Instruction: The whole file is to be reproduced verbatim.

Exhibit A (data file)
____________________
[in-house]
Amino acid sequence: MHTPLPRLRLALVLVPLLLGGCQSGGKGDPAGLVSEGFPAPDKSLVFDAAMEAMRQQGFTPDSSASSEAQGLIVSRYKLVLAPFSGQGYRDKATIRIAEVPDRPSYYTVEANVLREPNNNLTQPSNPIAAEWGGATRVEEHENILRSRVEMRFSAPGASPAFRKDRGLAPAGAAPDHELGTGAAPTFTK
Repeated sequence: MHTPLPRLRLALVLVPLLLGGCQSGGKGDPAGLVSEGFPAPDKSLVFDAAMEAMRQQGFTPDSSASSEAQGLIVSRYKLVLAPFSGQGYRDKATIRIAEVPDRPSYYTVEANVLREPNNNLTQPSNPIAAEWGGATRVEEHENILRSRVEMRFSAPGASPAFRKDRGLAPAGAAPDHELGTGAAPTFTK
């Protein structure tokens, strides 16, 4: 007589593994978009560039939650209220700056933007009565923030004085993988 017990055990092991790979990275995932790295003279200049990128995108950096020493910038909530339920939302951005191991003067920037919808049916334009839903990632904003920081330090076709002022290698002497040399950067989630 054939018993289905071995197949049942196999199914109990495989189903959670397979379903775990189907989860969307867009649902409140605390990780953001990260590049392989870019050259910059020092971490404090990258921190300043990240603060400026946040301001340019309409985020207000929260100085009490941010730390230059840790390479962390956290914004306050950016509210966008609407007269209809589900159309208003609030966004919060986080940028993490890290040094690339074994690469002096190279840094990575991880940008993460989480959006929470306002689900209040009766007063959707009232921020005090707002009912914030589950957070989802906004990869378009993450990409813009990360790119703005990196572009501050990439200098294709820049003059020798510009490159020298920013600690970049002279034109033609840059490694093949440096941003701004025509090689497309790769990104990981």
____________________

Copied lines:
[in-house]
Amino acid sequence: MHTPLPRLRLALVLVPLLLGGCQSGGKGDPAGLVSEGFPAPDKSLVFDAAMEAMRQQGFTPDSSASSEAQGLIVSRYKLVLAPFSGQGYRDKATIRIAEVPDRPSYYTVEANVLREPNNNLTQPSNPIAAEWGGATRVEEHENILRSRVEMRFSAPGASPAFRKDRGLAPAGAAPDHELGTGAAPTFTK
Repeated sequence: MHTPLPRLRLALVLVPLLLGGCQSGGKGDPAGLVSEGFPAPDKSLVFDAAMEAMRQQGFTPDSSASSEAQGLIVSRYKLVLAPFSGQGYRDKATIRIAEVPDRPSYYTVEANVLREPNNNLTQPSNPIAAEWGGATRVEEHENILRSRVEMRFSAPGASPAFRKDRGLAPAGAAPDHELGTGAAPTFTK
């Protein structure tokens, strides 16, 4: 007589593994978009560039939650209220700056933007009565923030004085993988 017990055990092991790979990275995932790295003279200049990128995108950096020493910038909530339920939302951005191991003067920037919808049916334009839903990632904003920081330090076709002022290698002497040399950067989630 054939018993289905071995197949049942196999199914109990495989189903959670397979379903775990189907989860969307867009649902409140605390990780953001990260590049392989870019050259910059020092971490404090990258921190300043990240603060400026946040301001340019309409985020207000929260100085009490941010730390230059840790390479962390956290914004306050950016509210966008609407007269209809589900159309208003609030966004919060986080940028993490890290040094690339074994690469002096190279840094990575991880940008993460989480959006929470306002689900209040009766007063959707009232921020005090707002009912914030589950957070989802906004990869378009993450990409813009990360790119703005990196572009501050990439200098294709820049003059020798510009490159020298920013600690970049002279034109033609840059490694093949440096941003701004025509090689497309790769990104990981």